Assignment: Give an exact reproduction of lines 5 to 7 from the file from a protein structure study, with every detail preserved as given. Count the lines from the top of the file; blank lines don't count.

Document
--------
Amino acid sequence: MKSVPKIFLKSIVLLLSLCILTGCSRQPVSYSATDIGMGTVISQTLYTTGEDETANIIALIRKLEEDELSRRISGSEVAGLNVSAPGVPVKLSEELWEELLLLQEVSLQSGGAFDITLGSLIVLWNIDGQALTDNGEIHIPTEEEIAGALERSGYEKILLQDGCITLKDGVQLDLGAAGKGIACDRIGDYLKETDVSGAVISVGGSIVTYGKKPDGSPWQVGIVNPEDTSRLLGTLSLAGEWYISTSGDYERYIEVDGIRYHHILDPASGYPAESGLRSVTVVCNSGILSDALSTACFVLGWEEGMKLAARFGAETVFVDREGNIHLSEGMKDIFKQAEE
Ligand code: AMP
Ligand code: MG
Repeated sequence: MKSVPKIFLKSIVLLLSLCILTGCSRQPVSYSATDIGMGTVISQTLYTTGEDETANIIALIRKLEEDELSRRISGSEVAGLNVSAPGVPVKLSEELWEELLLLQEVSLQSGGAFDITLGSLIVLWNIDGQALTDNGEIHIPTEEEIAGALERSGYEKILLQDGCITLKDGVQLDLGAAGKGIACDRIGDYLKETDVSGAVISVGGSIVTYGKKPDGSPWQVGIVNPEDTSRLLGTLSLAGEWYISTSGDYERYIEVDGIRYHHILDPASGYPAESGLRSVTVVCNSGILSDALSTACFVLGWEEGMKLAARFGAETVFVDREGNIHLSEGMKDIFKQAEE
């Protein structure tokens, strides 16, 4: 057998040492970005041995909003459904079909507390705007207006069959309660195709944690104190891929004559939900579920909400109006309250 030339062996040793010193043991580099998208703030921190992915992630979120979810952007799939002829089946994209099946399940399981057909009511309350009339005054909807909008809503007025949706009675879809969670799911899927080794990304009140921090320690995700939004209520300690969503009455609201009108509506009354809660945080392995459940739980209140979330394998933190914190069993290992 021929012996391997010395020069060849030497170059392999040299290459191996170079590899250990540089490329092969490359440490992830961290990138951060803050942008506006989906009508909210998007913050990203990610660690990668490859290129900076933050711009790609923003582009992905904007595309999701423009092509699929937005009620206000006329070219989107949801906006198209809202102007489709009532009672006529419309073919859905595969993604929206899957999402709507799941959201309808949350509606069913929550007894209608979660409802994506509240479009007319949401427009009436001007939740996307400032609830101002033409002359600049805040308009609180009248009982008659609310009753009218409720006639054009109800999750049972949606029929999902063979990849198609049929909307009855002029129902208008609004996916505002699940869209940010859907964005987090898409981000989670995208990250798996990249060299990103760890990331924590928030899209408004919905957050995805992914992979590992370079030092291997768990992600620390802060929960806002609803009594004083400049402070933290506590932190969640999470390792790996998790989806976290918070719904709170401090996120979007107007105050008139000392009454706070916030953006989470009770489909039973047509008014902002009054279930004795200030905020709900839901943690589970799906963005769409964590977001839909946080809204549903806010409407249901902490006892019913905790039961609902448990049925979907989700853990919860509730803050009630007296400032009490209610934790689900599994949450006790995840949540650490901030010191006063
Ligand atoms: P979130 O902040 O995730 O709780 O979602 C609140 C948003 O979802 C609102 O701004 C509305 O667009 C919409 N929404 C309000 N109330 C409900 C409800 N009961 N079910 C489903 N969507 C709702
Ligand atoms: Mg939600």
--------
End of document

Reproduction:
């Protein structure tokens, strides 16, 4: 057998040492970005041995909003459904079909507390705007207006069959309660195709944690104190891929004559939900579920909400109006309250 030339062996040793010193043991580099998208703030921190992915992630979120979810952007799939002829089946994209099946399940399981057909009511309350009339005054909807909008809503007025949706009675879809969670799911899927080794990304009140921090320690995700939004209520300690969503009455609201009108509506009354809660945080392995459940739980209140979330394998933190914190069993290992 021929012996391997010395020069060849030497170059392999040299290459191996170079590899250990540089490329092969490359440490992830961290990138951060803050942008506006989906009508909210998007913050990203990610660690990668490859290129900076933050711009790609923003582009992905904007595309999701423009092509699929937005009620206000006329070219989107949801906006198209809202102007489709009532009672006529419309073919859905595969993604929206899957999402709507799941959201309808949350509606069913929550007894209608979660409802994506509240479009007319949401427009009436001007939740996307400032609830101002033409002359600049805040308009609180009248009982008659609310009753009218409720006639054009109800999750049972949606029929999902063979990849198609049929909307009855002029129902208008609004996916505002699940869209940010859907964005987090898409981000989670995208990250798996990249060299990103760890990331924590928030899209408004919905957050995805992914992979590992370079030092291997768990992600620390802060929960806002609803009594004083400049402070933290506590932190969640999470390792790996998790989806976290918070719904709170401090996120979007107007105050008139000392009454706070916030953006989470009770489909039973047509008014902002009054279930004795200030905020709900839901943690589970799906963005769409964590977001839909946080809204549903806010409407249901902490006892019913905790039961609902448990049925979907989700853990919860509730803050009630007296400032009490209610934790689900599994949450006790995840949540650490901030010191006063
Ligand atoms: P979130 O902040 O995730 O709780 O979602 C609140 C948003 O979802 C609102 O701004 C509305 O667009 C919409 N929404 C309000 N109330 C409900 C409800 N009961 N079910 C489903 N969507 C709702
Ligand atoms: Mg939600």